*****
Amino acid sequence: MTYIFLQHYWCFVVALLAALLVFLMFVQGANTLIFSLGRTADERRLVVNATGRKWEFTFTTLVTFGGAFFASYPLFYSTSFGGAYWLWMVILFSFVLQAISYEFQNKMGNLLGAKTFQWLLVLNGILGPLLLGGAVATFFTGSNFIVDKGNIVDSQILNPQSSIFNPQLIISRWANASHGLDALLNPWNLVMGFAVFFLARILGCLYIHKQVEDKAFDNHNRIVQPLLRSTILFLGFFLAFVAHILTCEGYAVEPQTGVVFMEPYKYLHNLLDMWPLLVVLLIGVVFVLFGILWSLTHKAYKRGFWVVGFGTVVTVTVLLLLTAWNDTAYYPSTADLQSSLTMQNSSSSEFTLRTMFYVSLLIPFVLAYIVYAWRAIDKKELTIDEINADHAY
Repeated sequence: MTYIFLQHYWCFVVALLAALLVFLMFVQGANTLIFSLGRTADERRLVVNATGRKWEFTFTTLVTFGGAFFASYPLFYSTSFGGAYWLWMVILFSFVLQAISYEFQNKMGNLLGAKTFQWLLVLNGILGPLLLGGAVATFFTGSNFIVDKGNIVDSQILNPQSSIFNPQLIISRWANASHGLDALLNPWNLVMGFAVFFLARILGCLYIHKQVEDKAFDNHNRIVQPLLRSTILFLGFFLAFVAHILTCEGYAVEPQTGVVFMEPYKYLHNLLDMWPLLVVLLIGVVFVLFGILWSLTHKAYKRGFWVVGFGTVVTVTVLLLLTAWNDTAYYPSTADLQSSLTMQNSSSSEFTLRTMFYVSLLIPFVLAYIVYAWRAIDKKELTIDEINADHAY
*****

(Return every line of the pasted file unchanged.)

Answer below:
Amino acid sequence: MTYIFLQHYWCFVVALLAALLVFLMFVQGANTLIFSLGRTADERRLVVNATGRKWEFTFTTLVTFGGAFFASYPLFYSTSFGGAYWLWMVILFSFVLQAISYEFQNKMGNLLGAKTFQWLLVLNGILGPLLLGGAVATFFTGSNFIVDKGNIVDSQILNPQSSIFNPQLIISRWANASHGLDALLNPWNLVMGFAVFFLARILGCLYIHKQVEDKAFDNHNRIVQPLLRSTILFLGFFLAFVAHILTCEGYAVEPQTGVVFMEPYKYLHNLLDMWPLLVVLLIGVVFVLFGILWSLTHKAYKRGFWVVGFGTVVTVTVLLLLTAWNDTAYYPSTADLQSSLTMQNSSSSEFTLRTMFYVSLLIPFVLAYIVYAWRAIDKKELTIDEINADHAY
Repeated sequence: MTYIFLQHYWCFVVALLAALLVFLMFVQGANTLIFSLGRTADERRLVVNATGRKWEFTFTTLVTFGGAFFASYPLFYSTSFGGAYWLWMVILFSFVLQAISYEFQNKMGNLLGAKTFQWLLVLNGILGPLLLGGAVATFFTGSNFIVDKGNIVDSQILNPQSSIFNPQLIISRWANASHGLDALLNPWNLVMGFAVFFLARILGCLYIHKQVEDKAFDNHNRIVQPLLRSTILFLGFFLAFVAHILTCEGYAVEPQTGVVFMEPYKYLHNLLDMWPLLVVLLIGVVFVLFGILWSLTHKAYKRGFWVVGFGTVVTVTVLLLLTAWNDTAYYPSTADLQSSLTMQNSSSSEFTLRTMFYVSLLIPFVLAYIVYAWRAIDKKELTIDEINADHAY